Similar to António da Silva's Julian, another of my favorite new films of 2012 follows the same set-up: someone returning home for a weekend visit with a friend in tow. In Le marin masqué, two young women, Laetitia and Sophie, take a road trip to Laetitia's home town of Quimper, in the northwest of France. The weekend consists of cute interactions with Laetitia's father, crêpe-hunting, and a night at the local disco where they run into one of Laetitia's girlhood crushes "le marin masqué" (or, the masked sailor, played by Johan Libéreau).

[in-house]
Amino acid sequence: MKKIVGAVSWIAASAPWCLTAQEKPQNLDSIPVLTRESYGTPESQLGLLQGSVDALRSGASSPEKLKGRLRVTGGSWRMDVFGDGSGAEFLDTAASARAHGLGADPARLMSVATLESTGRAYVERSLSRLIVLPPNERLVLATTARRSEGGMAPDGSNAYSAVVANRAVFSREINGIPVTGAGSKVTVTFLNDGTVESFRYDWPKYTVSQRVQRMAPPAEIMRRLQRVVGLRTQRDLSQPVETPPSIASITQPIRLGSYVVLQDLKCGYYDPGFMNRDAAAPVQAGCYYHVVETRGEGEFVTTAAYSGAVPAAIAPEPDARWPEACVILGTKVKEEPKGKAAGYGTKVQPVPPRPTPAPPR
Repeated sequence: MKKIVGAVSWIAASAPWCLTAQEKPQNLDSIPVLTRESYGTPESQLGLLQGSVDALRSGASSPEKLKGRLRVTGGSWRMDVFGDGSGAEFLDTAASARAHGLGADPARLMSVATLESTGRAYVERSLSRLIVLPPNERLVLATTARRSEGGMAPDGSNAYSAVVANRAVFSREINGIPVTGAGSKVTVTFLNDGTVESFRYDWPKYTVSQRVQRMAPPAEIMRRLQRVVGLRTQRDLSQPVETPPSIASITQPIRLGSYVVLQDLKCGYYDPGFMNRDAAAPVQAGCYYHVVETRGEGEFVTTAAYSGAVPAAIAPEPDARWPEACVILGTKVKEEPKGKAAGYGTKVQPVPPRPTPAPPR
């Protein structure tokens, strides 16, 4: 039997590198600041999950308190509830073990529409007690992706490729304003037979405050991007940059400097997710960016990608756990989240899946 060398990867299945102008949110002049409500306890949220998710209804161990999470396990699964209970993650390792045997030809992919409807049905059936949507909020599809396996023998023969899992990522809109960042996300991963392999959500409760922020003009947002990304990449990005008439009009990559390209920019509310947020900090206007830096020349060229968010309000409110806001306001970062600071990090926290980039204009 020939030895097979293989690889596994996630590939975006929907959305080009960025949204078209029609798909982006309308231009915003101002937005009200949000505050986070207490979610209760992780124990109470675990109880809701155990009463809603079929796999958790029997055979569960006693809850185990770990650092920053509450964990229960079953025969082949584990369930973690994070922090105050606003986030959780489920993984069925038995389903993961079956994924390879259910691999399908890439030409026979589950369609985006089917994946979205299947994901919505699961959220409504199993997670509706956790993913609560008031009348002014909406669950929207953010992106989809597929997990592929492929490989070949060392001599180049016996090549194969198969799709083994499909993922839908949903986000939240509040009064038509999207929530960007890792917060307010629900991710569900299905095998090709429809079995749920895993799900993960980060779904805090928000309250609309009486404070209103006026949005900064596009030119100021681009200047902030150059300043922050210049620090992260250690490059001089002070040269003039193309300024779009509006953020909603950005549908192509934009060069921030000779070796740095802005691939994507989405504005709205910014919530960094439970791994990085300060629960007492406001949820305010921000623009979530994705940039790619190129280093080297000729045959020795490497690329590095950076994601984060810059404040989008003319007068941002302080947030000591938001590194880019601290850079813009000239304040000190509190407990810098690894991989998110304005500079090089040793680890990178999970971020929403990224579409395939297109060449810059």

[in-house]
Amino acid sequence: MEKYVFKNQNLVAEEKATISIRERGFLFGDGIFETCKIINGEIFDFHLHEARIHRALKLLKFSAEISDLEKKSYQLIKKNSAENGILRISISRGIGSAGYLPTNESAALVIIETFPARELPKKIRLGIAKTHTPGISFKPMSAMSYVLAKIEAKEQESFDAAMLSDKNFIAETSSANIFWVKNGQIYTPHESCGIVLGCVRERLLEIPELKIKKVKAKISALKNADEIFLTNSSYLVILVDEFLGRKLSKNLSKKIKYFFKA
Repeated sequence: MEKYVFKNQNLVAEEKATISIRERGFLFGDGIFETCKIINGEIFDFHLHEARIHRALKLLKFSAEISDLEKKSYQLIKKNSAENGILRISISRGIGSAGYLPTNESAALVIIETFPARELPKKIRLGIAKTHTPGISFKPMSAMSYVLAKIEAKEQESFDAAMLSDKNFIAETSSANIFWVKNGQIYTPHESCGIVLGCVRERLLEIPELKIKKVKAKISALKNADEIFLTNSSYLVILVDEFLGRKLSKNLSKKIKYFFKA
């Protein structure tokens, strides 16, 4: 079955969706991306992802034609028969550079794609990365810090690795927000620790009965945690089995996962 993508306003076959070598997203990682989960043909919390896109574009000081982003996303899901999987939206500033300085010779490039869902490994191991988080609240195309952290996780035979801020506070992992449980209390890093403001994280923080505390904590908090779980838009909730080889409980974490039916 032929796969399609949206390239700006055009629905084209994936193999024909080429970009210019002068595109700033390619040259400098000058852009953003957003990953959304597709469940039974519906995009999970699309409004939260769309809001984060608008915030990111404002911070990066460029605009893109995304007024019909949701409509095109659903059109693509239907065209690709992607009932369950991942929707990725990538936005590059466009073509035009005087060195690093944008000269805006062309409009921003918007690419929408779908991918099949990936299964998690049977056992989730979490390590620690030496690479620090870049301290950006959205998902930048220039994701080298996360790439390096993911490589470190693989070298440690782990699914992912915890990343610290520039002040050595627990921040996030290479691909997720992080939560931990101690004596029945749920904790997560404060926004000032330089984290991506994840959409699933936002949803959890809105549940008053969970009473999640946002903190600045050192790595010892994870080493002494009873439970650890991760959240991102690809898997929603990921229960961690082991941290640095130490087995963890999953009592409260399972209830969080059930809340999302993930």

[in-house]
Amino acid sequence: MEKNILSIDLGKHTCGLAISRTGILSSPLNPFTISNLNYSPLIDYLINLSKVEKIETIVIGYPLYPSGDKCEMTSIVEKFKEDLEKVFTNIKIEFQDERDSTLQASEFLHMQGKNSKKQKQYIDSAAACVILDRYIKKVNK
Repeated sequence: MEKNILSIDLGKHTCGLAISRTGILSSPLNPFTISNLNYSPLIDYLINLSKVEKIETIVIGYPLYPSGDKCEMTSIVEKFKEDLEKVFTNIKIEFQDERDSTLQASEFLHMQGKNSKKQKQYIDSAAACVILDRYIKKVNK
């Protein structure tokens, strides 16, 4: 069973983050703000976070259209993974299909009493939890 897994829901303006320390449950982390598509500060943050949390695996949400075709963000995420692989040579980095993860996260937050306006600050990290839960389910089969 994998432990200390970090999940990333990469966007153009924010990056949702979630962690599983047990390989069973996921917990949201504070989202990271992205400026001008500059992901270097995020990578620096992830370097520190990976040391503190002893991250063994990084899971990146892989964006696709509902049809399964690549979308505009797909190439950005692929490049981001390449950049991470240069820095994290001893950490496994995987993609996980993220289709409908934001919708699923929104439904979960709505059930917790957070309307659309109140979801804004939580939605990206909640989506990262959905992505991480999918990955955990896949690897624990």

Made for around €150 and shot in black-and-white on HD video, Le marin masqué fills a similar cinematic void that Sofia Coppola did ten or so years ago, that void being films which combined youthful charm with intelligence and, most importantly, a feminine eye. Watching Laetitia and Sophie chat endlessly with one another, I was reminded of how few films exist that could be accurately referred to as "girly" without condescension. Le marin masqué premiered at the 2011 Locarno Film Festival, and Letourneur's festival-going experience became the inspiration for her latest feature Les coquillettes, about three young women cruising a film festival for available men, which subsequently made its world premiere at Locarno 2012.
With: Laetitia Goffi, Sophie Letourneur, Johan Libéreau, Thomas Salaun, Dominique Salaun, Emmanuelle Fitamant, Bertrand Boulogne